How can I avoid feeling sleepy when I take cannabis during the daytime?

  • Many people turn to cannabis for its sedative effects, helping them fall asleep and stay asleep, ensuring their body gets the rest it needs.
  • Other people use cannabis to help them relax and manage stress.
  • However for people who require cannabis to manage their symptoms during the daytime, drowsiness can be problematic.
  • Choose daytime strains that are less likely to cause drowsiness.
  • Sativa strains are best known for their stimulating properties and are a good choice for daytime use; whereas Indica strains are best known for their sedating properties, so stay away from indicas during the day.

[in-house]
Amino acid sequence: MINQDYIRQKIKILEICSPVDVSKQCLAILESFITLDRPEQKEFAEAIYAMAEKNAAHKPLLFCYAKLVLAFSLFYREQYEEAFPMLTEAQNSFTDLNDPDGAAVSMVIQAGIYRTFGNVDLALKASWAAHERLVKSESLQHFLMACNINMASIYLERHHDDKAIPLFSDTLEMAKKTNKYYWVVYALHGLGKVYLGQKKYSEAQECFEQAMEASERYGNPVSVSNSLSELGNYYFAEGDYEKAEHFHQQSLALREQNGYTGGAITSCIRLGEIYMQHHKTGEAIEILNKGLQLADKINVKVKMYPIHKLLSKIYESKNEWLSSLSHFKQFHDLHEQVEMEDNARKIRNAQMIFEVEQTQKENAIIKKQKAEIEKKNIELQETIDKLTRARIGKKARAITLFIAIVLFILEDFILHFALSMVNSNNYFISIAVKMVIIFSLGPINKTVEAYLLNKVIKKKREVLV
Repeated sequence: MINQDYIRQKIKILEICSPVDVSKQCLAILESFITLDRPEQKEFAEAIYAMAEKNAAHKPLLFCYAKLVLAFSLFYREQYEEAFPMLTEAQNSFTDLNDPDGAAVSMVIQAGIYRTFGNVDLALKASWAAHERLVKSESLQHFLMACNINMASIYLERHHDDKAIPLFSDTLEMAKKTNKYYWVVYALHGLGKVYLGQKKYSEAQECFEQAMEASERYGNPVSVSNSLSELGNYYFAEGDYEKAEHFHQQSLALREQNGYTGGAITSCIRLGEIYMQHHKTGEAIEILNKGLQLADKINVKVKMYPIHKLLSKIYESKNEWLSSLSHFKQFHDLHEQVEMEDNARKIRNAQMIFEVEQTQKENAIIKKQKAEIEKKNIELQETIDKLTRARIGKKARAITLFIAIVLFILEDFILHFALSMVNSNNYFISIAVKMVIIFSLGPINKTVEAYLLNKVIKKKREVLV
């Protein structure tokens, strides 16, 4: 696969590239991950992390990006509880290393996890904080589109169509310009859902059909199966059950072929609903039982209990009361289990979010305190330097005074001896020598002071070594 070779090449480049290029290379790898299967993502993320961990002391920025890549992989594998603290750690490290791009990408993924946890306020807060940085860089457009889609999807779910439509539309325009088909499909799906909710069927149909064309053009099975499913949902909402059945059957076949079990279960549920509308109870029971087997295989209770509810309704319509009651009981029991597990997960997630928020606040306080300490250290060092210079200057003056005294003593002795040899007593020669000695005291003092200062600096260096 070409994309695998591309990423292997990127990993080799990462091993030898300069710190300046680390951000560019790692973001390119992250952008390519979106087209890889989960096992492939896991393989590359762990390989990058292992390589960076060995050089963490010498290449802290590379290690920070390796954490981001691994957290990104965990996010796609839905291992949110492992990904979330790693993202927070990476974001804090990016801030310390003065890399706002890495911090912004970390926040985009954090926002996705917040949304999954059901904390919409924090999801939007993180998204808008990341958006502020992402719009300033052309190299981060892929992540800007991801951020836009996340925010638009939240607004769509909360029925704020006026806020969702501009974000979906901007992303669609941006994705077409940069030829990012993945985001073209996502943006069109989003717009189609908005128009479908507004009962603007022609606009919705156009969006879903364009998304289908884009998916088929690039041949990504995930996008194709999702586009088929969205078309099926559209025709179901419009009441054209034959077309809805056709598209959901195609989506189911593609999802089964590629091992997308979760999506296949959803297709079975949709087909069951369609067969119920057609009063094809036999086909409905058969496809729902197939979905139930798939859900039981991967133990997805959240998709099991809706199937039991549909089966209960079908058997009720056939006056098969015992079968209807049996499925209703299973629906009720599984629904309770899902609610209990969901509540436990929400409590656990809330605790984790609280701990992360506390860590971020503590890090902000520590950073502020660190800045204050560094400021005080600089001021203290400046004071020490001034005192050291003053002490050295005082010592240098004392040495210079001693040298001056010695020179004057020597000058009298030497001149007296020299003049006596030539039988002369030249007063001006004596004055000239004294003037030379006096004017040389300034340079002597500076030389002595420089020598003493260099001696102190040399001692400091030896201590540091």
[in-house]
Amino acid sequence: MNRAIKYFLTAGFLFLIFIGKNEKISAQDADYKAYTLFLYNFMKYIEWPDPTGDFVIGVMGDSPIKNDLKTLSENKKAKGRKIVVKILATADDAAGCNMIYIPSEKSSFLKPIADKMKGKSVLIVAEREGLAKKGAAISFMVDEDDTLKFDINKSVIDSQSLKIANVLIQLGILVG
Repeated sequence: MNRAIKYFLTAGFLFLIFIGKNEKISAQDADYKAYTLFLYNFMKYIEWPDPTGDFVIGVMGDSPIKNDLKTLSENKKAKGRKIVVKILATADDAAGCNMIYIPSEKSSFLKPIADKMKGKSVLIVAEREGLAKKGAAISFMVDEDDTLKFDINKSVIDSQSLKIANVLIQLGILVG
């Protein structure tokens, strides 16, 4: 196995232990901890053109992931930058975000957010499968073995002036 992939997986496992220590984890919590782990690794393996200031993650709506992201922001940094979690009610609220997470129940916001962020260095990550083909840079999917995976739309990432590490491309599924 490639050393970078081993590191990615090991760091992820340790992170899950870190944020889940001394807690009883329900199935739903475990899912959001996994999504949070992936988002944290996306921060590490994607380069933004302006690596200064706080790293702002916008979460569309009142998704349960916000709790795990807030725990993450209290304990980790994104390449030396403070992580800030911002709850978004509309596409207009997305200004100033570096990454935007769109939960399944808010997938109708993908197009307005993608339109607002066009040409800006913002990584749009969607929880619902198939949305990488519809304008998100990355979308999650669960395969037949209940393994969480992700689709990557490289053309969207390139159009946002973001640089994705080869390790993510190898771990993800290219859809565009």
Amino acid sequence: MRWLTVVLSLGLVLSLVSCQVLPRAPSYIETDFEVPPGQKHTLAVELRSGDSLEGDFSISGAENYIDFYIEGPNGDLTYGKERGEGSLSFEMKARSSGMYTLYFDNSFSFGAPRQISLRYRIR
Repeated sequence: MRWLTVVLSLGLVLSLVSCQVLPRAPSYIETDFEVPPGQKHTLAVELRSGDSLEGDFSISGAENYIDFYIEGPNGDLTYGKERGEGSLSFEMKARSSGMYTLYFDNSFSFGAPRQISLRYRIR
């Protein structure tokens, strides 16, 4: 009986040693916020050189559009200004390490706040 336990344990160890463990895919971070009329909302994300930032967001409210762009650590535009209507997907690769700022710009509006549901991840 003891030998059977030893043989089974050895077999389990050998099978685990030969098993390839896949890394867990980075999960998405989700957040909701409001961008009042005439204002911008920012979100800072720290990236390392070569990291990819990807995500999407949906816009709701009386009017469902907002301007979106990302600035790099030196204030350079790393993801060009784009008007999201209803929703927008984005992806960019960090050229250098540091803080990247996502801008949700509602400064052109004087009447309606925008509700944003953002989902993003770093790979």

• Choose strains with low THC and high CBD for daytime use.
  • If your health conditions responds best with higher amounts of THC, try strains with equal amounts of CBD or at least a little CBD (2 – 5%)
  • Stay away from strains high in CBN. CBN, the most sedating of all the cannabinoids, is a metabolite of THC that increases with the age of the product. Fresher cannabis products will contain less CBN.
  • Choose strains with fewer sedating terpenes:
  • Both Limonene and Pinene are uplifting and energizing terpenes
  • Myrcene can be very sedating for some people and is a great choice when you want to induce sleep. It is one of the more common terpenes found in cannabis so it is hard to avoid completely, but it is possible to choose strains with lower amounts of myrcene content compared to other terpenes.
  • Linalool is well known for its sedating properties, so best to avoid for daytime use.

Why does my heart race shortly after using cannabis?